Archive | May, 2011

I saw this sketch in a little kiosk that sold old maps, postcards, and prints in the center of Rome:


Lovely, right? I kind of wish I had bought it. But mostly, when I look at it, I can’t help but think of this:

My mind is warped.


Still, those chariot drivers must have needed something to put on their mud flaps, right?

There are times, when I travel, that I see behavior that makes me want to scream. Like yesterday morning, when a gaggle of young, mobile, healthy tourists refused to get out of an over-crowded elevator to make room for my husband’s grandparents (who eventually walked down five flights of stairs rather than wait for the next lift). I actually proceeding to run down to the ground floor to scrutinize the group in search of someone limping or hobbling, and planned on yelling at every single one of them after confirming they were healthy, but I didn’t make it in time (Perhaps it’s all for the best, because I suspect I would have lost my nerve.)

Or when I was in Italy a few weeks back, exactly at the same time that the tsunami happened. And while shopping at the Campo de Fiori in Rome, I saw this exchange between a vendor and a tourist: (more…)

Italian interior design hurts my brain. You’d think that for a country so well-known for its clothing, the inside of homes and hotels would be more fashionable. Instead, they’re what I imagine people in communist Russia thought the future would look like. The decor is weirdly sparse. Even in homes where people have been for decades, it looks like they just moved in. And most of the furniture I’ve seen, no matter how new, isn’t sleek or modern looking. Instead, it has an inexplicably pastoral look to it. It’s like someone’s grandmother all of a sudden decided to be a minimalist, but didn’t bother redecorating.

Sadly, I don’t have a lot of photos that depict this concept, though this one isn’t terrible (ignore my passed-out husband on the bed):

Bizarre, right?


The room was entirely empty save for the bed and a small nightstand. And despite being brand new (the hotel was only a few years old) the design on the headboard looked like a well-preserved relic from the 1900s.


To follow up on yesterday’s ten facts about San Marino, I decided to add some visuals of our trip to the lovely little mountain town country. My apologies to those of you who dislike top ten lists, or have a phobia of the number ten, or sustained some traumatic injury as a child while learning base ten (which, if you are anything like me, involved those little orange blocks). I realize this is the second post in a row to feature that number so prominently (also, it is the 10th!) But I am jet-lagged, and having a bit of structure to my blog (in the form of finite, numeric lists) helps reign in my wandering mind, which so easily gets off-track.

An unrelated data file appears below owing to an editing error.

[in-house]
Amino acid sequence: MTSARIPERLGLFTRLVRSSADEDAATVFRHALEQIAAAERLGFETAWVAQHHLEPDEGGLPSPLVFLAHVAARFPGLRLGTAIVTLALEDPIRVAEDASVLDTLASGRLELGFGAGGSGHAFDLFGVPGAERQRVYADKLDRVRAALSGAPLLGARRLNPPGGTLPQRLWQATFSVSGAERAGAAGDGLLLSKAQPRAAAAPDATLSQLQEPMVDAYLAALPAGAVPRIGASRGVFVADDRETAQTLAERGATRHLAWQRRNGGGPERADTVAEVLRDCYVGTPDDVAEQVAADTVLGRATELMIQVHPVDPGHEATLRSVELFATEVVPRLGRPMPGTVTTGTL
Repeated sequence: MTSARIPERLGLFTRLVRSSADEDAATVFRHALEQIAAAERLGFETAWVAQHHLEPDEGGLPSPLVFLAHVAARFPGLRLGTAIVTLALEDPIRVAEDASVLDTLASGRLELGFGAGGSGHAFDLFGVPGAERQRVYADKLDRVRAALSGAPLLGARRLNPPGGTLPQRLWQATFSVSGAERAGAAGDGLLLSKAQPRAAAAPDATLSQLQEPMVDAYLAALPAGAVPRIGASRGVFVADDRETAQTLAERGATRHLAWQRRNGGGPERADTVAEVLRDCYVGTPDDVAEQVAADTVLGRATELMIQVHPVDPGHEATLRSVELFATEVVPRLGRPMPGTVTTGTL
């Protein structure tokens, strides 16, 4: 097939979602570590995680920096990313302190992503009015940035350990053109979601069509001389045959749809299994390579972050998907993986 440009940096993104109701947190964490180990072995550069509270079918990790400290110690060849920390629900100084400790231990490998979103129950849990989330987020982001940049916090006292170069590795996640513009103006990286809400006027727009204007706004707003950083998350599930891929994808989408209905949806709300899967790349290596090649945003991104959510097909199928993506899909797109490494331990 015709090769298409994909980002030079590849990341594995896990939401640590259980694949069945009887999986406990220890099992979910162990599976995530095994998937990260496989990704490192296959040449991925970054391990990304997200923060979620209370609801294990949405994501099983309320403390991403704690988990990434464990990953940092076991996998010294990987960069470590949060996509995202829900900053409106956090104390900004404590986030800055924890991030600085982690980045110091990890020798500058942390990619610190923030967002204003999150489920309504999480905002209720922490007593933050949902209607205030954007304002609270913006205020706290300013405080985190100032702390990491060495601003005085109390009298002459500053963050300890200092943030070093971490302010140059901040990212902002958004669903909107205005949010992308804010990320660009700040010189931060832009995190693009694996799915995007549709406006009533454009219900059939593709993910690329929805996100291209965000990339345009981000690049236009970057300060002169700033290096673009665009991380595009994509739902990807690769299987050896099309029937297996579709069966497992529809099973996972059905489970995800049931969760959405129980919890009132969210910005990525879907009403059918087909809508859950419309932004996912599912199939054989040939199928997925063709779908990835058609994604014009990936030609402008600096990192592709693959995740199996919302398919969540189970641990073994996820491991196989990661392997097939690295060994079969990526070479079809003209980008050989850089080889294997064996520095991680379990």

Which reminds me: I could really go for some cake right now.

Anyhoodle, here’s ten photos from our visit to San Marino. And a special thanks to the ragtag band of folks who escaped the conference with us for a few precious hours to go sightseeing. You all rock.

Now, if you’ll excuse me, I’m off to find some butterscotch krimpets.

  1. Snowy stairs.

    Yes, we climbed then. With minimal slipping, I might add.


  2. Nice vantage point.

    Geography isn't my strong suit, but I'm pretty sure we can see Russia from here.

    - (more…)

… but never asked (mostly because you had never heard of it before).

Downtown San Marino.


During our last trip to Italy, Rand and I spent a few days in San Marino, which is not far from Bologna. Prior to arriving, my knowledge of the place could be summed up thusly:

  • It was the answer to a rather misleading question in Trivial Pursuit that threw Pinguina off track last time she played. The question was, “What European republic rhymes with the name of a famous football player?” And while “San Marino” and “Dan Marino” do rhyme, it seems kind of unfair as the last three syllables of each phrase is, in fact, identical. By such logic, one could argue that “orange” actually rhymes with itself. A bit of a cop-out, really.
  • Absolutely nothing else.


Mother’s Day is just around the corner, and I couldn’t think of a better way of celebrating than by paying tribute to her on my blog. Which, really, could almost be rephrased as an insult: “Really? You couldn’t think of a better way of celebrating than by writing on your blog? Seriously?”

She also taught me to not poke myself in the eye. A bit too late.

And no, seriously, I couldn’t imagine a better way.